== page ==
"What you've got is fewer customers coming into the stores and a collapsed retail concept. But you also have a brilliant investor" in Lampert, said Davidowitz, chairman of New York-based Davidowitz & Associates Inc., a retail consulting and investment banking firm.
Sears Holdings has to make another move soon, along the lines of Lampert's original acquisitions of Kmart and Sears, "or they're in trouble," Davidowitz said.
Ulysses Yannas, who follows retail for New Jersey-based Buckman, Buckman & Reid, said Sears is no longer really a retailer.
"It's more of a financial operation than a retailer," he said. "Who am I to say Mr. Lampert isn't doing a great job from a financial standpoint. The problem is the results from an operational standpoint."
Results included $101 million, or 42 cents per share, of income from the company's investment of a portion of its surplus cash. They also included a tax gain of $6 million,or 4 cents a share, and restructuring charges of $4 million, or 2 cents per share.
Sears Holdings owns about 3,800 full-line and specialty retail stores in the United States and Canada.
NEW YORK - (AP) - Barnes & Noble Inc. (BKS), the nation's largest bookseller, reported on Thursday a $2.7 million loss in the third quarter as sales edged higher.
The company said its loss amounted to 4 cents per share for the three-month period ended Oct. 28, compared with a year-ago profit of $327,000, which was break-even on a per-share basis.
The latest results included a 3 cent per share impact due to stock compensation expenses.
Revenues reached $1.1 billion, slightly higher than the year-ago's $1.08 million.
The results were in line with the consensus from analysts polled by Thomson Financial.
The company called the results preliminary and said it will not be in a position to finalize its financial results and related financial statements until the special committee of its board completes its internal review of the company's option grant practices. It said it will then determine what impact, if any, the results of that investigation will have on financial statements.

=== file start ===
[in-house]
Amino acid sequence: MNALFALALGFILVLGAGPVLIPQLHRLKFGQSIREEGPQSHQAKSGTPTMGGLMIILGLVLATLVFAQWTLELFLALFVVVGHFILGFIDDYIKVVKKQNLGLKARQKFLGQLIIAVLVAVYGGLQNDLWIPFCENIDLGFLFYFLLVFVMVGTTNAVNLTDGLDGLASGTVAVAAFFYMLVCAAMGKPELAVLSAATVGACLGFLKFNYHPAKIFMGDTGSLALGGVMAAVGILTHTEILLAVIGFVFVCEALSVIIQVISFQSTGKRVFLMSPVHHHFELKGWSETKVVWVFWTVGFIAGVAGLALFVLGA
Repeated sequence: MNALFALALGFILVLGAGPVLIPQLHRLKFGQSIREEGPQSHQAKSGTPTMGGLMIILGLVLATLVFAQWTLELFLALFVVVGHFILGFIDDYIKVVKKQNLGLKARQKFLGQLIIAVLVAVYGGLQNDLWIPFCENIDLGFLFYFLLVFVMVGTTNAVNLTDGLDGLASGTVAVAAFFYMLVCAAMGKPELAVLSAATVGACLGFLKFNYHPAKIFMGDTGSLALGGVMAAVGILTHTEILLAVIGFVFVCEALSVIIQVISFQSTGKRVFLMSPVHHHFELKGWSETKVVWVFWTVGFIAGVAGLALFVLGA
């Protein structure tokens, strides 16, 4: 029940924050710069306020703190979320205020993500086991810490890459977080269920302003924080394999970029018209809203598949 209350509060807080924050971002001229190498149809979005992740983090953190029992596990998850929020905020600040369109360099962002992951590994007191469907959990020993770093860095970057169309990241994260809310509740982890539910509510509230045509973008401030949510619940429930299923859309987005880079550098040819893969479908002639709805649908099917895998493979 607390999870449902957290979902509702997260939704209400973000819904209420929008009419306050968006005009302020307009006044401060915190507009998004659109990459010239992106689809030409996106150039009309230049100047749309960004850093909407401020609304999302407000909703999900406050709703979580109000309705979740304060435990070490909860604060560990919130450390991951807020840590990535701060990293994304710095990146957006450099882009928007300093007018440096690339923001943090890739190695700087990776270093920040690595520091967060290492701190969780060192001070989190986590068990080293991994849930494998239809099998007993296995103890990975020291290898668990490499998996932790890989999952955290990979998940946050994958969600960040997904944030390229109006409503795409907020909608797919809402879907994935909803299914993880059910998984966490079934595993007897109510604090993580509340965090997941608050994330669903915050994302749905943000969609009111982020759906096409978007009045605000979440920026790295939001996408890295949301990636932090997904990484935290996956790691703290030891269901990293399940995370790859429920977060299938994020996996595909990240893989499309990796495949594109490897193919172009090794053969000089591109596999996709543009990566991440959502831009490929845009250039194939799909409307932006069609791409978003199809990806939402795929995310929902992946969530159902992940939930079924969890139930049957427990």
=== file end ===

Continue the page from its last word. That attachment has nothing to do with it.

Barnes & Noble is among dozens of companies being investigated by the Securities and Exchange Commission for stock option practices.
For the fourth quarter, Barnes & Noble expects same-store sales, or sales at stores open at least a year, at Barnes & Noble stores to range from unchanged to an increase in the low single digits. Based on year-to-date results and current trends, the company now expects full year same-store sales to range from unchanged to a slight decrease over a year ago.
The company said it expects earnings per share to be in a range of $1.86 to $1.96 per share for the fourth quarter. For the full year, the company projects a per-share range of $2.20 to $2.30. The company's fourth-quarter and full-year earnings outlook includes a stock compensation expenses of 3 cents per share and 14 cents per share, respectively.
Analysts polled by Thomson Financial expect $1.95 per share in the fourth quarter and $2.27 per share for the year.
Its shares fell $1.03, or 2.4 percent, to $41.60 in morning trading on the New York Stock Exchange.